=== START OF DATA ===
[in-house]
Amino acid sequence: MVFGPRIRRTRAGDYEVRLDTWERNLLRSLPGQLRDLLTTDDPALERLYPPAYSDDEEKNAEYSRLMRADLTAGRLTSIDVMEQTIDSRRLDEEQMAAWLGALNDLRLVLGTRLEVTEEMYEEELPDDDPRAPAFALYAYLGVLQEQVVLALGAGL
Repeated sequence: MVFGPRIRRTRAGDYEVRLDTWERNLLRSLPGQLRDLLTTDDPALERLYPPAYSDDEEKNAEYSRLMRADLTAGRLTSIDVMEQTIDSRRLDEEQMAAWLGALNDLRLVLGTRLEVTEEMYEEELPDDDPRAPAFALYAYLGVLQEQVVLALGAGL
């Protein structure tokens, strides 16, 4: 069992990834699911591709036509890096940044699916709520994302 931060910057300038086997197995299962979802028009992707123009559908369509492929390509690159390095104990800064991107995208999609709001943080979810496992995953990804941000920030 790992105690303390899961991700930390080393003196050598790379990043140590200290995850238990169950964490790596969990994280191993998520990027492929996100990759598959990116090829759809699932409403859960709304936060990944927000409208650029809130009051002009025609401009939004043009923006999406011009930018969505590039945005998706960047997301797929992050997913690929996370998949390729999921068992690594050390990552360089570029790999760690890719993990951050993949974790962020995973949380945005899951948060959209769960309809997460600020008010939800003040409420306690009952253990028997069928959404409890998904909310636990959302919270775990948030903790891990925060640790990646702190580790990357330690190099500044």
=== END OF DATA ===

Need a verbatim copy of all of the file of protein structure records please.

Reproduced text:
[in-house]
Amino acid sequence: MVFGPRIRRTRAGDYEVRLDTWERNLLRSLPGQLRDLLTTDDPALERLYPPAYSDDEEKNAEYSRLMRADLTAGRLTSIDVMEQTIDSRRLDEEQMAAWLGALNDLRLVLGTRLEVTEEMYEEELPDDDPRAPAFALYAYLGVLQEQVVLALGAGL
Repeated sequence: MVFGPRIRRTRAGDYEVRLDTWERNLLRSLPGQLRDLLTTDDPALERLYPPAYSDDEEKNAEYSRLMRADLTAGRLTSIDVMEQTIDSRRLDEEQMAAWLGALNDLRLVLGTRLEVTEEMYEEELPDDDPRAPAFALYAYLGVLQEQVVLALGAGL
């Protein structure tokens, strides 16, 4: 069992990834699911591709036509890096940044699916709520994302 931060910057300038086997197995299962979802028009992707123009559908369509492929390509690159390095104990800064991107995208999609709001943080979810496992995953990804941000920030 790992105690303390899961991700930390080393003196050598790379990043140590200290995850238990169950964490790596969990994280191993998520990027492929996100990759598959990116090829759809699932409403859960709304936060990944927000409208650029809130009051002009025609401009939004043009923006999406011009930018969505590039945005998706960047997301797929992050997913690929996370998949390729999921068992690594050390990552360089570029790999760690890719993990951050993949974790962020995973949380945005899951948060959209769960309809997460600020008010939800003040409420306690009952253990028997069928959404409890998904909310636990959302919270775990948030903790891990925060640790990646702190580790990357330690190099500044």